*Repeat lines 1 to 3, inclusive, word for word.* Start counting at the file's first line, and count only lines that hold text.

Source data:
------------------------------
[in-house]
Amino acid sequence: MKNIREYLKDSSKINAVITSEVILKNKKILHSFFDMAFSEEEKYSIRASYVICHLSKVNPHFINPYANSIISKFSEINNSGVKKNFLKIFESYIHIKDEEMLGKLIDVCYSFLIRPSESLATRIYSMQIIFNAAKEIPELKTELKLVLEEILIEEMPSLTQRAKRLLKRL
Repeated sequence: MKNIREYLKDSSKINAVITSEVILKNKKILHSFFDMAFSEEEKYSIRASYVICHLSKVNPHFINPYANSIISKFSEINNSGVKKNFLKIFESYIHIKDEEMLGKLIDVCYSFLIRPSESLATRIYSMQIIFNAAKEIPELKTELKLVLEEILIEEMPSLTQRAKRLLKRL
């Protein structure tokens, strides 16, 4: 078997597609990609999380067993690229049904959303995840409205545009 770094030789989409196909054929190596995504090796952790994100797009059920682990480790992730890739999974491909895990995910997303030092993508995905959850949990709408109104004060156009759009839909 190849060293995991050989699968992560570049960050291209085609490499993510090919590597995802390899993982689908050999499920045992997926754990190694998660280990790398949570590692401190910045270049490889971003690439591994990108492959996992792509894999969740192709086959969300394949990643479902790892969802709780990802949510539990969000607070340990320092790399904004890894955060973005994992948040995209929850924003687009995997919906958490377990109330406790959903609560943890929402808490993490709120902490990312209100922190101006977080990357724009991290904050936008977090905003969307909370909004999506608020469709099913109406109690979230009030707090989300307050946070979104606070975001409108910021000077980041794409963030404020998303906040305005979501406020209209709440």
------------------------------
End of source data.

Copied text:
[in-house]
Amino acid sequence: MKNIREYLKDSSKINAVITSEVILKNKKILHSFFDMAFSEEEKYSIRASYVICHLSKVNPHFINPYANSIISKFSEINNSGVKKNFLKIFESYIHIKDEEMLGKLIDVCYSFLIRPSESLATRIYSMQIIFNAAKEIPELKTELKLVLEEILIEEMPSLTQRAKRLLKRL
Repeated sequence: MKNIREYLKDSSKINAVITSEVILKNKKILHSFFDMAFSEEEKYSIRASYVICHLSKVNPHFINPYANSIISKFSEINNSGVKKNFLKIFESYIHIKDEEMLGKLIDVCYSFLIRPSESLATRIYSMQIIFNAAKEIPELKTELKLVLEEILIEEMPSLTQRAKRLLKRL